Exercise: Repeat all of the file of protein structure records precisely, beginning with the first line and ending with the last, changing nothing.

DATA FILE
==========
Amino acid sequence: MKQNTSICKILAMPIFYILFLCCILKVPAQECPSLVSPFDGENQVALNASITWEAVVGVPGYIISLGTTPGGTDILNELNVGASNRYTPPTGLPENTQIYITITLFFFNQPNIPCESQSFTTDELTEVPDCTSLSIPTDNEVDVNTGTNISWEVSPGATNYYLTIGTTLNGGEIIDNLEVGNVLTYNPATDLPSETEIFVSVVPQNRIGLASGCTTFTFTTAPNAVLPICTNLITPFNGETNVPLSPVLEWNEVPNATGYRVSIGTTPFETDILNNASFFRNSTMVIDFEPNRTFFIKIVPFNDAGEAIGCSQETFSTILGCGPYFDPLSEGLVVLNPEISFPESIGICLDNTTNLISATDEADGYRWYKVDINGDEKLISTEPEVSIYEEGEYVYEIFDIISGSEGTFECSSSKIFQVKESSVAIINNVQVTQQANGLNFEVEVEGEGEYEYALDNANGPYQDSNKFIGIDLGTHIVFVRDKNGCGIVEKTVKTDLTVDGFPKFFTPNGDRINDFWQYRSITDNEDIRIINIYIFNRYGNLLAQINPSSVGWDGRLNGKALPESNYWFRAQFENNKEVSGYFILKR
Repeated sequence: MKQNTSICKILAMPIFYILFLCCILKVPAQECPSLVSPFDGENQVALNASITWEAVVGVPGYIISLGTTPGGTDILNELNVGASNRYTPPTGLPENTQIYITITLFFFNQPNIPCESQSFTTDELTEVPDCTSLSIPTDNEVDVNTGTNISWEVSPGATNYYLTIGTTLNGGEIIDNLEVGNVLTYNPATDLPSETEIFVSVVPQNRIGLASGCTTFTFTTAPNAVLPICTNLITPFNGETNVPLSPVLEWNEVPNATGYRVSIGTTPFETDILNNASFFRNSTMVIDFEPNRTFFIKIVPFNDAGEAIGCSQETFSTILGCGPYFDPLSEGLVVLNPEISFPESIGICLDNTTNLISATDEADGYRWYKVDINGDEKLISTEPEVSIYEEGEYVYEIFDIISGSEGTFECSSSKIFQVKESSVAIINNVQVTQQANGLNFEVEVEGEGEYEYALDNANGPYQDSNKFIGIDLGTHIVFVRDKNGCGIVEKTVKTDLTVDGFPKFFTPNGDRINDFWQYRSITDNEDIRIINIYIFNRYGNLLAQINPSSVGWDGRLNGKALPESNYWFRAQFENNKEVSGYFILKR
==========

Amino acid sequence: MKQNTSICKILAMPIFYILFLCCILKVPAQECPSLVSPFDGENQVALNASITWEAVVGVPGYIISLGTTPGGTDILNELNVGASNRYTPPTGLPENTQIYITITLFFFNQPNIPCESQSFTTDELTEVPDCTSLSIPTDNEVDVNTGTNISWEVSPGATNYYLTIGTTLNGGEIIDNLEVGNVLTYNPATDLPSETEIFVSVVPQNRIGLASGCTTFTFTTAPNAVLPICTNLITPFNGETNVPLSPVLEWNEVPNATGYRVSIGTTPFETDILNNASFFRNSTMVIDFEPNRTFFIKIVPFNDAGEAIGCSQETFSTILGCGPYFDPLSEGLVVLNPEISFPESIGICLDNTTNLISATDEADGYRWYKVDINGDEKLISTEPEVSIYEEGEYVYEIFDIISGSEGTFECSSSKIFQVKESSVAIINNVQVTQQANGLNFEVEVEGEGEYEYALDNANGPYQDSNKFIGIDLGTHIVFVRDKNGCGIVEKTVKTDLTVDGFPKFFTPNGDRINDFWQYRSITDNEDIRIINIYIFNRYGNLLAQINPSSVGWDGRLNGKALPESNYWFRAQFENNKEVSGYFILKR
Repeated sequence: MKQNTSICKILAMPIFYILFLCCILKVPAQECPSLVSPFDGENQVALNASITWEAVVGVPGYIISLGTTPGGTDILNELNVGASNRYTPPTGLPENTQIYITITLFFFNQPNIPCESQSFTTDELTEVPDCTSLSIPTDNEVDVNTGTNISWEVSPGATNYYLTIGTTLNGGEIIDNLEVGNVLTYNPATDLPSETEIFVSVVPQNRIGLASGCTTFTFTTAPNAVLPICTNLITPFNGETNVPLSPVLEWNEVPNATGYRVSIGTTPFETDILNNASFFRNSTMVIDFEPNRTFFIKIVPFNDAGEAIGCSQETFSTILGCGPYFDPLSEGLVVLNPEISFPESIGICLDNTTNLISATDEADGYRWYKVDINGDEKLISTEPEVSIYEEGEYVYEIFDIISGSEGTFECSSSKIFQVKESSVAIINNVQVTQQANGLNFEVEVEGEGEYEYALDNANGPYQDSNKFIGIDLGTHIVFVRDKNGCGIVEKTVKTDLTVDGFPKFFTPNGDRINDFWQYRSITDNEDIRIINIYIFNRYGNLLAQINPSSVGWDGRLNGKALPESNYWFRAQFENNKEVSGYFILKR